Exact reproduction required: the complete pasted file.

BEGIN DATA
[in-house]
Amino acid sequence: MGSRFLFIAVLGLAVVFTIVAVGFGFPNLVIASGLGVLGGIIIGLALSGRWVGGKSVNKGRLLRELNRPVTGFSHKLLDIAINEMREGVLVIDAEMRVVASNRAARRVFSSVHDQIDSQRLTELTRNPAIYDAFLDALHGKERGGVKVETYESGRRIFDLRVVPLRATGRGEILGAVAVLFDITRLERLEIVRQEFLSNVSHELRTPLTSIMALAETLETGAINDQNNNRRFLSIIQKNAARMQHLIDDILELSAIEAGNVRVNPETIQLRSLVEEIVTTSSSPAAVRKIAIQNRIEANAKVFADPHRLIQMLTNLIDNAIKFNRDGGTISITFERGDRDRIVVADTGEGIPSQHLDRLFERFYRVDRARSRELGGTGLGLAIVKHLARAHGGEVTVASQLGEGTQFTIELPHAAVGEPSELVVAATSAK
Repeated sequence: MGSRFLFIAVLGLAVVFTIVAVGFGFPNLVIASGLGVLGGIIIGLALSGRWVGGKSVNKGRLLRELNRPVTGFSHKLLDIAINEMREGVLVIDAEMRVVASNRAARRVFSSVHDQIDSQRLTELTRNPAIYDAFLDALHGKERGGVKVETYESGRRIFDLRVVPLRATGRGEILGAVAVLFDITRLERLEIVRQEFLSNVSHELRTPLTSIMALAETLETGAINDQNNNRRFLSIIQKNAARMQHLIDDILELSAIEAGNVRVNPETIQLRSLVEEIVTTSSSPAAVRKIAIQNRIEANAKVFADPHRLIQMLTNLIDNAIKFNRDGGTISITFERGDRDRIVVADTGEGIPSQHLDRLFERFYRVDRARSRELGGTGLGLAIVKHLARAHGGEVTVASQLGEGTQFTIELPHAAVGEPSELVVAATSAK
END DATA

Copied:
[in-house]
Amino acid sequence: MGSRFLFIAVLGLAVVFTIVAVGFGFPNLVIASGLGVLGGIIIGLALSGRWVGGKSVNKGRLLRELNRPVTGFSHKLLDIAINEMREGVLVIDAEMRVVASNRAARRVFSSVHDQIDSQRLTELTRNPAIYDAFLDALHGKERGGVKVETYESGRRIFDLRVVPLRATGRGEILGAVAVLFDITRLERLEIVRQEFLSNVSHELRTPLTSIMALAETLETGAINDQNNNRRFLSIIQKNAARMQHLIDDILELSAIEAGNVRVNPETIQLRSLVEEIVTTSSSPAAVRKIAIQNRIEANAKVFADPHRLIQMLTNLIDNAIKFNRDGGTISITFERGDRDRIVVADTGEGIPSQHLDRLFERFYRVDRARSRELGGTGLGLAIVKHLARAHGGEVTVASQLGEGTQFTIELPHAAVGEPSELVVAATSAK
Repeated sequence: MGSRFLFIAVLGLAVVFTIVAVGFGFPNLVIASGLGVLGGIIIGLALSGRWVGGKSVNKGRLLRELNRPVTGFSHKLLDIAINEMREGVLVIDAEMRVVASNRAARRVFSSVHDQIDSQRLTELTRNPAIYDAFLDALHGKERGGVKVETYESGRRIFDLRVVPLRATGRGEILGAVAVLFDITRLERLEIVRQEFLSNVSHELRTPLTSIMALAETLETGAINDQNNNRRFLSIIQKNAARMQHLIDDILELSAIEAGNVRVNPETIQLRSLVEEIVTTSSSPAAVRKIAIQNRIEANAKVFADPHRLIQMLTNLIDNAIKFNRDGGTISITFERGDRDRIVVADTGEGIPSQHLDRLFERFYRVDRARSRELGGTGLGLAIVKHLARAHGGEVTVASQLGEGTQFTIELPHAAVGEPSELVVAATSAK